• Example:
English
Car
Their
-------------------------------------
Spanish
Coche
Su
Verbal/Nonverbal Bias
• Bias in nonverbal tests may occur if the instructions are
in English only
• Nonverbal tests not normed using stratified
acculturation and Language are still biased.
• Bias in many tests are revealed more in the verbal tasks
than in the nonverbal ones.
– May be due to learning styles of demonstration, sample, doing
instead of Socratic method
– May be due to L1 and L2 differences
Normative Stratification
• Stratification in the norm
using race does not
equate to stratification
based on culture.
• There are currently no
tests that stratify based
on acculturation.
• There are currently no
tests that stratify based
on amount of time
exposed to English.
Test Validity
• If a test is biased, whatever the reason, you may be
testing something other than the construct that you
want to examine.
• IQ and Achievement tests should measure IQ and
Achievement and NOT English Language proficiency!!!
Culture-Language Interpretive
Matrix (C-LIM)
Low
Low
Mod.
High
Performance
Least
Affected
Increasing
effect of
Language Diff.
Increasing
Effect of
Cultural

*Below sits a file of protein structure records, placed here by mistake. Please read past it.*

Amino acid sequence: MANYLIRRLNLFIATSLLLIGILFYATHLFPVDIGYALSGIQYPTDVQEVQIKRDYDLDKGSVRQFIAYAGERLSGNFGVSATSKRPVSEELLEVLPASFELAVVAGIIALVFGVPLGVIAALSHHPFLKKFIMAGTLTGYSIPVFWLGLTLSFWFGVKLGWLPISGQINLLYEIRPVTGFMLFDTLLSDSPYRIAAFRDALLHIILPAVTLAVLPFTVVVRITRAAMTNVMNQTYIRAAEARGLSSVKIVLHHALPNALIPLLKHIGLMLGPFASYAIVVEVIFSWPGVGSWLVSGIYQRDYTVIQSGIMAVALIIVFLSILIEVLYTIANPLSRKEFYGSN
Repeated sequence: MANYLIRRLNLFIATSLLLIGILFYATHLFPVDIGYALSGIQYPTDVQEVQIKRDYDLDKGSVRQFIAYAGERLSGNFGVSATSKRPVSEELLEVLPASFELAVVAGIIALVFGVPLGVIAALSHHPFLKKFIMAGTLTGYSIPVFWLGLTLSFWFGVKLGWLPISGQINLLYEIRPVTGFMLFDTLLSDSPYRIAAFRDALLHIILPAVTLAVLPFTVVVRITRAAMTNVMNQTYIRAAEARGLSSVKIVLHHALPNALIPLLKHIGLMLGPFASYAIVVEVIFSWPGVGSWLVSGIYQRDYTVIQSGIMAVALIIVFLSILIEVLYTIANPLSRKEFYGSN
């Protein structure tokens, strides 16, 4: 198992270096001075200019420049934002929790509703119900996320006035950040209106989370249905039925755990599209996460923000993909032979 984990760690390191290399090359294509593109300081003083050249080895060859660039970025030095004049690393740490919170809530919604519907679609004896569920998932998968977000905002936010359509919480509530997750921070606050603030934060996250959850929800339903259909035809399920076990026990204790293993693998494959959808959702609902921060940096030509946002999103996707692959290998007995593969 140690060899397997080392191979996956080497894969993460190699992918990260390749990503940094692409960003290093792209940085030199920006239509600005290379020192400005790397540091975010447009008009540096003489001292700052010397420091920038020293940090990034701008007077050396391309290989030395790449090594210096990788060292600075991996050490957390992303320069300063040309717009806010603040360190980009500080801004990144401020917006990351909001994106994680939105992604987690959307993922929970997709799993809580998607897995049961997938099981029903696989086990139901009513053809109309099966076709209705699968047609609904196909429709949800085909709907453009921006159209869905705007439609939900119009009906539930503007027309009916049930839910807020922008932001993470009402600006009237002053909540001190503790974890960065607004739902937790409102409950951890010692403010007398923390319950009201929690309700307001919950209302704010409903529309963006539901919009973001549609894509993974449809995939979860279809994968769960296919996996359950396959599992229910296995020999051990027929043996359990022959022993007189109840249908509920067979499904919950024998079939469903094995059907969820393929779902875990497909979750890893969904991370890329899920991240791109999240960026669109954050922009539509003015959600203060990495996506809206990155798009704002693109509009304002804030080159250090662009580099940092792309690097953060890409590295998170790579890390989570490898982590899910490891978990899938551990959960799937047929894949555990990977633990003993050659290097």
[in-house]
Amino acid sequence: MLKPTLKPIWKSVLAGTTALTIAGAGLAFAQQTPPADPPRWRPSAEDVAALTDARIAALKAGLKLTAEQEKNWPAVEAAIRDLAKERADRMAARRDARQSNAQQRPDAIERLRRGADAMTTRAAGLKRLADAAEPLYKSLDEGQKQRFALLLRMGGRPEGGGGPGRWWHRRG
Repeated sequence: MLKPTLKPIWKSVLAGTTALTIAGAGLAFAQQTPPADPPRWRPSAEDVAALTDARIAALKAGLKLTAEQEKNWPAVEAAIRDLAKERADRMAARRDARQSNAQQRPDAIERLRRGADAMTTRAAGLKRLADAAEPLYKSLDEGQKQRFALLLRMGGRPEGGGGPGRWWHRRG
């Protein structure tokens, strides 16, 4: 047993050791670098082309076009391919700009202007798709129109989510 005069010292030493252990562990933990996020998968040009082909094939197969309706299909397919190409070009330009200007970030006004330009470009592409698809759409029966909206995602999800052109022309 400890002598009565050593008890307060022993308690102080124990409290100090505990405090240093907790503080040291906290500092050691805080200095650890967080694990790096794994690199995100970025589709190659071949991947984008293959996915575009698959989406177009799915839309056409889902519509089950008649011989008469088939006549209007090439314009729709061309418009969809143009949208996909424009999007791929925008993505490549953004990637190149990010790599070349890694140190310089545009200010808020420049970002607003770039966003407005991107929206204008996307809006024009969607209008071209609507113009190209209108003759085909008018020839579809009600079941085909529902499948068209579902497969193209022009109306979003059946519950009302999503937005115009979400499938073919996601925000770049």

Diff.
Performance
Most Affected
(lang. and
Culture)
Mod
High
Kranzler, Flores, & Kody, 2010: Although it makes sense to do it this way
current research does not exactly support it. More research is needed.
Normative Assessments
COGNITIVE
IQ and Culture
• Scarr (1978): “intelligence tests are not tests of
intelligence in some abstract, culture-free way.
They are measures of the ability to function
intellectually by virtue of knowledge and skills in
the culture of which they sample.”
• Sample here may be the normative sample;
however it may also be the items chosen to be
administered as well.
1996: Most common Tests
for Bilinguals
•
•
•
•
WISC (mostly done in all English)
Bender Visual-Motor Gestalt
Draw-a-Person
Leiter
Nonverbal Assessment
• Conducted PRIMARILY nonverbally
–
–
–
–
–
–
UNIT
Leiter-R
C-TONI
Nonverbal DAS-2
Nonverbal SB-5
Nonverbal KABC-2
• May still require some minimal amount of knowledge
using receptive language.
Native Language
Assessment
• Most non-English Normative measures are in Spanish
only.
• Normative Examples Include:
– Batería-III – Spanish Version
– WISC-IV: Spanish Version
– DIAL-3 (has a small cognitive component)
• CBM: DIBELS has a Spanish Version
Bilingual Assessment
• Child can Receive Points for answers in EACH
language
• Examples Include:
– BVAT
– Some subtests on the KABC-II
Culture-Language Interpretive
Matrix (C-LIM)
Low
Low
Mod.
High
Performance
Least
Affected
Increasing
effect of
Language Diff.
Increasing
Effect of
Cultural
Diff.
Performance
Most Affected
(lang. and
Culture)
Mod